In gardening or farming, sun gives life to well-rooted plants, but death to others. That is why, in Jesus’ parable of the sower, seedlings in rocky places and scorched by the sun represent people who hear the word of God and fall away in times of trouble and persecution.
American Christians may not suffer persecution, or at least not to the extent that Christians in other places and times have, but no one gets through life without trouble and affliction. I don’t suppose that many would compare persecution, trouble, and affliction to the sun, but Jesus did.
The sun is good; it gives power and light. The sun is dangerous; it burns and blights. In our bodies, vitamin D comes from the sun, but so does skin cancer. The same sun that feeds plants most of the time kills them and dries them up in times of drought.
Although we don’t like to admit it, persecution, trouble, and affliction are good, at least for people in whom the word of God has taken root. It gives the power and light we need to “be transformed by the renewing of our minds” (Romans 12:2), but if the word has not taken root, that same power causes people to fall away.
How many people have gone to church for years, undergone some kind of trial, prayed frantically, not gotten what they wanted, and then declared that all that religion stuff doesn’t work. Of course religion doesn’t work, if religion means going through all the motions at church. Faith does work, but only to the extent that a person has given up his or her own will to seek God’s.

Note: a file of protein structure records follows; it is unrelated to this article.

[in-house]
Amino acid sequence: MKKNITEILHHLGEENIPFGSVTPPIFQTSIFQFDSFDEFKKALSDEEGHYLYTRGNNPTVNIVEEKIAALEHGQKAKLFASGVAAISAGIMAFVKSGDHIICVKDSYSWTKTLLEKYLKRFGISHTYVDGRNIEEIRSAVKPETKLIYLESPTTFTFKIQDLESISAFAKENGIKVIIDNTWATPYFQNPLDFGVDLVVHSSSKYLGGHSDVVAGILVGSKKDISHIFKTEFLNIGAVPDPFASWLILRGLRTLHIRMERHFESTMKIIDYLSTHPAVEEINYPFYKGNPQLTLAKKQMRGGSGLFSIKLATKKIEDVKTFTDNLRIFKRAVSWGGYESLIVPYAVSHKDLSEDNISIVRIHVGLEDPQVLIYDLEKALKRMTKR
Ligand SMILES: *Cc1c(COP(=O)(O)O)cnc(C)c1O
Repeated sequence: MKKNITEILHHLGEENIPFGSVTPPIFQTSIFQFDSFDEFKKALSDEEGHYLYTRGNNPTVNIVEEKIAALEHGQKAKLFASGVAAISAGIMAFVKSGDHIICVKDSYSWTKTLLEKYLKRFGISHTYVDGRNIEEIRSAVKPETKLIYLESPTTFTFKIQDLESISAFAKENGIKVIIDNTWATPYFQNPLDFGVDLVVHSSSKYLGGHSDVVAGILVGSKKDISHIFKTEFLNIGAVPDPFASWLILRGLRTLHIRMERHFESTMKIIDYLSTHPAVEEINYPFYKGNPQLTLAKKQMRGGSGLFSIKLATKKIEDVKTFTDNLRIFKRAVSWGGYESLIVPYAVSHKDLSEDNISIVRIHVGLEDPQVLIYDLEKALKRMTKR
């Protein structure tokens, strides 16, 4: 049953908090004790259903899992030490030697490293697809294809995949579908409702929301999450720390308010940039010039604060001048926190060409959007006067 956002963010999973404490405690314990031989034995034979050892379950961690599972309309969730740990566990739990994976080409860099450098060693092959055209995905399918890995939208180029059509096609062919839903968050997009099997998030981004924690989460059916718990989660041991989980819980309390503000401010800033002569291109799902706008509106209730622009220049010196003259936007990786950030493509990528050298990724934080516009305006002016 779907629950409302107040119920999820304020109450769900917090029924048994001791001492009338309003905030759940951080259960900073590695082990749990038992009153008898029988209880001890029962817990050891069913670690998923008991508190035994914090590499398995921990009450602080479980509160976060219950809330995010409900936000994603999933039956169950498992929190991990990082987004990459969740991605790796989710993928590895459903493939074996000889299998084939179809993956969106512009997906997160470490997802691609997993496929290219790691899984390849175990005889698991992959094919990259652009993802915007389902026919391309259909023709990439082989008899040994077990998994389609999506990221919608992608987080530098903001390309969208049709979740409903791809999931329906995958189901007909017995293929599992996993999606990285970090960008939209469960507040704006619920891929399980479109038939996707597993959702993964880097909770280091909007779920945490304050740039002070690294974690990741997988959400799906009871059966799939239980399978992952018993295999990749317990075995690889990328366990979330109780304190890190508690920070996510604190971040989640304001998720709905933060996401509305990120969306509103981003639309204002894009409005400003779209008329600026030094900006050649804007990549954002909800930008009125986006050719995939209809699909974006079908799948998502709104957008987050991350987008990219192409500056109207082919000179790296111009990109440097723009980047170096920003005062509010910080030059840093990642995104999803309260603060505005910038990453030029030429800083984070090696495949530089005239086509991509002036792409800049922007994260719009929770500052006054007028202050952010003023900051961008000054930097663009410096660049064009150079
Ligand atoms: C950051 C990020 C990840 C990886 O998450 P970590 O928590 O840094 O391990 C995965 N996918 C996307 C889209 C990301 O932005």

Jesus’ parable speaks not of drought, but of sowing seed on rocky places–poor soil where seedlings do not take root. Ancient farmers lacked our machinery for preparing soil and planting seed. I’m sure they did their best to confine the seed to the best soil, but they could only throw it. The wind, if any, determined where it fell. Whatever fell on the path, the rocks, or among thorns did not last.
When the seed is God’s word, as in the parable, the sower has no business determining what the soil is like. The person who hears it bears responsibility for what to do about it. We are the soil in which Jesus by various means plants the word. Every Christian must seek to understand, let it take root, and prevent it from being choked out. God intends the holy seed (the word) to produce a robust crop of faith.
Affliction will come. No one gets through life without it. It is up to each one of us to determine whether the word of God has put down deep enough roots in our spirit so that affliction will benefit us by growing our faith, or merely scorch the holy seedling until it dies.